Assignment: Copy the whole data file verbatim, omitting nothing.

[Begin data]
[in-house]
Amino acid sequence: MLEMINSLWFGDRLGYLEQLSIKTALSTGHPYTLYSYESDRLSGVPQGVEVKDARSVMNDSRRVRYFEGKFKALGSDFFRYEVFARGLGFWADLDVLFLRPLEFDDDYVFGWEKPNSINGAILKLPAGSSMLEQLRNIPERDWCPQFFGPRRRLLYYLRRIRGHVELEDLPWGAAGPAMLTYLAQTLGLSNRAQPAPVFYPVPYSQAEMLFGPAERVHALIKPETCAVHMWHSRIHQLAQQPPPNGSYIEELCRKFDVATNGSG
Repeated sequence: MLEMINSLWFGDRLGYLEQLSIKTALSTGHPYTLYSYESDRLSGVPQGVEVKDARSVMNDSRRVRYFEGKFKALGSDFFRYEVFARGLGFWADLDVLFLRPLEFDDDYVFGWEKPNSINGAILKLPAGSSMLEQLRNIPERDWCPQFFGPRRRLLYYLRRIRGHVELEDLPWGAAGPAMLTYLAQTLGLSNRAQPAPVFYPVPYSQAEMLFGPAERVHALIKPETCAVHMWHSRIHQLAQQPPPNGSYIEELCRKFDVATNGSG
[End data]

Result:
[in-house]
Amino acid sequence: MLEMINSLWFGDRLGYLEQLSIKTALSTGHPYTLYSYESDRLSGVPQGVEVKDARSVMNDSRRVRYFEGKFKALGSDFFRYEVFARGLGFWADLDVLFLRPLEFDDDYVFGWEKPNSINGAILKLPAGSSMLEQLRNIPERDWCPQFFGPRRRLLYYLRRIRGHVELEDLPWGAAGPAMLTYLAQTLGLSNRAQPAPVFYPVPYSQAEMLFGPAERVHALIKPETCAVHMWHSRIHQLAQQPPPNGSYIEELCRKFDVATNGSG
Repeated sequence: MLEMINSLWFGDRLGYLEQLSIKTALSTGHPYTLYSYESDRLSGVPQGVEVKDARSVMNDSRRVRYFEGKFKALGSDFFRYEVFARGLGFWADLDVLFLRPLEFDDDYVFGWEKPNSINGAILKLPAGSSMLEQLRNIPERDWCPQFFGPRRRLLYYLRRIRGHVELEDLPWGAAGPAMLTYLAQTLGLSNRAQPAPVFYPVPYSQAEMLFGPAERVHALIKPETCAVHMWHSRIHQLAQQPPPNGSYIEELCRKFDVATNGSG